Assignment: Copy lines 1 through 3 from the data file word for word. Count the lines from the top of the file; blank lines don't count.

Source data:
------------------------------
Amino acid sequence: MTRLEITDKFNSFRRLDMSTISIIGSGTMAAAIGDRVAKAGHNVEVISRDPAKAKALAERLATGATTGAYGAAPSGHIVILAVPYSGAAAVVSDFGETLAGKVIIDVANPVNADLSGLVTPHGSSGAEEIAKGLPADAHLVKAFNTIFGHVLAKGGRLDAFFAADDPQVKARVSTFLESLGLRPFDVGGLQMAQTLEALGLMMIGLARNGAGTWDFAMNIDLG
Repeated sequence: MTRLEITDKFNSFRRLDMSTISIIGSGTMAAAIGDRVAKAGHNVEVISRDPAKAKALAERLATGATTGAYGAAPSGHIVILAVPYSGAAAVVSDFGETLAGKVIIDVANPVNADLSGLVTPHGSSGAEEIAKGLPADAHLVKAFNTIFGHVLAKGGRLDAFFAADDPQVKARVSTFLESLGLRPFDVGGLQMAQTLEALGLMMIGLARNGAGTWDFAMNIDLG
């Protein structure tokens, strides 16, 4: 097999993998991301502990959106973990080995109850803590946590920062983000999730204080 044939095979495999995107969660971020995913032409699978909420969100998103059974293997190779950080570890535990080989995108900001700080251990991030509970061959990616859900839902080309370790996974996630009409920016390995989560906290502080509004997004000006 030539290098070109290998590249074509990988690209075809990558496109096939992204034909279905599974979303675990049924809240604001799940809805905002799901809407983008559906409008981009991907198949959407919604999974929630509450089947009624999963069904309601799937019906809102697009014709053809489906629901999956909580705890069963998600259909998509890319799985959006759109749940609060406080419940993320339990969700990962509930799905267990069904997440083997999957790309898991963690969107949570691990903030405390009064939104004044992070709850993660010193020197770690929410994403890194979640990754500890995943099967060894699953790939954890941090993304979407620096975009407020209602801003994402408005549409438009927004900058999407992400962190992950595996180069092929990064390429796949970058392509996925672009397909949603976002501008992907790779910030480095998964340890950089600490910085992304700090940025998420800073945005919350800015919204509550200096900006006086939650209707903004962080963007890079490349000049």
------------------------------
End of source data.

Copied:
Amino acid sequence: MTRLEITDKFNSFRRLDMSTISIIGSGTMAAAIGDRVAKAGHNVEVISRDPAKAKALAERLATGATTGAYGAAPSGHIVILAVPYSGAAAVVSDFGETLAGKVIIDVANPVNADLSGLVTPHGSSGAEEIAKGLPADAHLVKAFNTIFGHVLAKGGRLDAFFAADDPQVKARVSTFLESLGLRPFDVGGLQMAQTLEALGLMMIGLARNGAGTWDFAMNIDLG
Repeated sequence: MTRLEITDKFNSFRRLDMSTISIIGSGTMAAAIGDRVAKAGHNVEVISRDPAKAKALAERLATGATTGAYGAAPSGHIVILAVPYSGAAAVVSDFGETLAGKVIIDVANPVNADLSGLVTPHGSSGAEEIAKGLPADAHLVKAFNTIFGHVLAKGGRLDAFFAADDPQVKARVSTFLESLGLRPFDVGGLQMAQTLEALGLMMIGLARNGAGTWDFAMNIDLG
């Protein structure tokens, strides 16, 4: 097999993998991301502990959106973990080995109850803590946590920062983000999730204080 044939095979495999995107969660971020995913032409699978909420969100998103059974293997190779950080570890535990080989995108900001700080251990991030509970061959990616859900839902080309370790996974996630009409920016390995989560906290502080509004997004000006 030539290098070109290998590249074509990988690209075809990558496109096939992204034909279905599974979303675990049924809240604001799940809805905002799901809407983008559906409008981009991907198949959407919604999974929630509450089947009624999963069904309601799937019906809102697009014709053809489906629901999956909580705890069963998600259909998509890319799985959006759109749940609060406080419940993320339990969700990962509930799905267990069904997440083997999957790309898991963690969107949570691990903030405390009064939104004044992070709850993660010193020197770690929410994403890194979640990754500890995943099967060894699953790939954890941090993304979407620096975009407020209602801003994402408005549409438009927004900058999407992400962190992950595996180069092929990064390429796949970058392509996925672009397909949603976002501008992907790779910030480095998964340890950089600490910085992304700090940025998420800073945005919350800015919204509550200096900006006086939650209707903004962080963007890079490349000049």